A lot about this film doesn’t work on paper: Chris Pratt is a relative newcomer to the leading man slot (some may remember him as James McAvoy’s cuckolding work mate in Wanted); James Gunn, a comedy director by trade helming a big budget sci-fi blockbuster; the fact that Gunn shares the writing credit with Nicole Perlman, a virtually unknown screenwriter; the beautiful and talented Zoe Saldana almost unrecognisable as a horrific-looking green assassin; and top that off with a major character, Drax the Destroyer, played by former wrestler, Dave Bautista. That all said, the cast gels surprisingly well, with Diesel’s man-tree, Groot, being the standout character by a country mile. Let’s face it, if the creatives over at Marvel Studios were worried about how things looked on paper, the cinematic landscape over the last few summers would be very different. Robert Downey Jnr. and Jon Favreau may have seemed like odd choices for an action blockbuster back in 2008, but then, you know, Iron Man happened.
The meat of the story sees a thinly-veiled jihadist named Ronan the Accuser – whose name suggests he gets people kicked out of the Gaeltacht for speaking English – chasing an orb that will help him destroy the galaxy one planet at a time. Ronan starts with his least favourite world, Xandar, much to the dismay of Xandar’s military head, Glenn Close, who dusts off her politician face from Air Force One. Through a series of unlikely events, it falls to Peter Quill, and his rogues gallery of action badasses to stop Ronan, presumably, from accusing everyone to death.
The potent blend of jokes, action and ultimate weapons has served Marvel Studios well in the past and more than anything else is what sets their work apart from the well made but pretty humourless Superman and Batman franchise(s). But rather than an odd joke to break the tension, the comedy in Guardians of the Galaxy permeates the story. And to be honest, it needs it. With such a huge array of characters, planets and hierarchies of baddies on offer – all set up for the inevitable sequels of course – the audience really needs something to make the medicine go down.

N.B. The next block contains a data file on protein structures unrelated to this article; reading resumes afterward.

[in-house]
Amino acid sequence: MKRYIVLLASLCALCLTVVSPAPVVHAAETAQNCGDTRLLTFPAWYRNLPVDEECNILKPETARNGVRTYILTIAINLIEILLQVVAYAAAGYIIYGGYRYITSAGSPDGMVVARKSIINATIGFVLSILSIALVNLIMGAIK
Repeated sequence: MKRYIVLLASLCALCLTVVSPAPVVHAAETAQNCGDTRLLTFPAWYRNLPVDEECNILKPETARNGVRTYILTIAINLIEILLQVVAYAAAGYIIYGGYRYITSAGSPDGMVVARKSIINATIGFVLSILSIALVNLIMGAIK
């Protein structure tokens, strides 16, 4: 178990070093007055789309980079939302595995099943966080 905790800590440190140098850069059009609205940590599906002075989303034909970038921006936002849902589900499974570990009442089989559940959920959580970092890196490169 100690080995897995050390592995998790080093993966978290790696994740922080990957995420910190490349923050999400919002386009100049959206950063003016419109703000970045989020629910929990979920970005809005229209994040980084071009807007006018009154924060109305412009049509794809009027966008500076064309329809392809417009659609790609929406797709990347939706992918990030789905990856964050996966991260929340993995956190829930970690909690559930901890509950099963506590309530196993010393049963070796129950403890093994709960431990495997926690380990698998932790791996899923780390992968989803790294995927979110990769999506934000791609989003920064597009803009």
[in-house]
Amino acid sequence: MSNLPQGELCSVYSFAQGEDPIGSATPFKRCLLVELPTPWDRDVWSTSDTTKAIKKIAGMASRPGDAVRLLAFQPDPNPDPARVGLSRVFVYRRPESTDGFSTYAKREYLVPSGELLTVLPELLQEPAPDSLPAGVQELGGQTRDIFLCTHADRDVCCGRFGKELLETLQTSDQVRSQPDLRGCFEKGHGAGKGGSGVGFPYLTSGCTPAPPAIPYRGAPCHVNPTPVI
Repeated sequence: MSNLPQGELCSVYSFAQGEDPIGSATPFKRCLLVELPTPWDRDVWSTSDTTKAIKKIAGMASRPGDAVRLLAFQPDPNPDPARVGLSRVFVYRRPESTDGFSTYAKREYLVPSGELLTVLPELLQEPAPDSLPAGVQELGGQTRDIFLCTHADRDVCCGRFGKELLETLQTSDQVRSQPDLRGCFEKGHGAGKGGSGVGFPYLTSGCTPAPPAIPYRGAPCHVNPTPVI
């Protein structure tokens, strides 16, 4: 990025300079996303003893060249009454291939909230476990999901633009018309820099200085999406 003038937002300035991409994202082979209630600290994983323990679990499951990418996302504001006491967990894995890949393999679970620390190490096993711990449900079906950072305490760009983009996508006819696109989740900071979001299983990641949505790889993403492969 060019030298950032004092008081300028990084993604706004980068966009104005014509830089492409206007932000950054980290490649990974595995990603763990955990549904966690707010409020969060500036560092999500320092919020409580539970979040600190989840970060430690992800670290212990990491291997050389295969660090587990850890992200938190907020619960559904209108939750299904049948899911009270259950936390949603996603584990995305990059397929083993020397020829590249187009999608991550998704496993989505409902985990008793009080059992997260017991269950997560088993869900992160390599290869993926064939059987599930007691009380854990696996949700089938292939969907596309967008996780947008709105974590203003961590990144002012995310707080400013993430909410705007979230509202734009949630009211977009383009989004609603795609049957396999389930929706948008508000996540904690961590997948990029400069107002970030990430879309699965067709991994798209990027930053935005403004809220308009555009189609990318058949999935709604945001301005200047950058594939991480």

On that note, Guardians of the Galaxy is not without its faults. The joyless, one-note villains are as flat a they come. Xandar, the world under threat of destruction, is rather thinly established and it’s hard to feel the same sense of dread one would would associate with the destruction of somewhere more familiar like New York. And while it is admirable how efficiently the story introduces so many people and places, it does at times feel overladen with set-up for the later films and clunky expository dialogue. But this is where the film’s ever-present comedy bears fruit. These minor weaknesses can easily be forgiven because Guardians of the Galaxy is just so much fun. The action sequences are entertaining and there are more gadgets and pop-culture references than you can shake a rocket-boot at.
If all of that doesn’t make you want to risk a tenner and two hours of your life, you should go just to see Vin Diesel in his best role yet: a violent, yet lovable tree. What more could you want?
Guardians Of The Galaxy opens in cinemas on Thursday 31st July.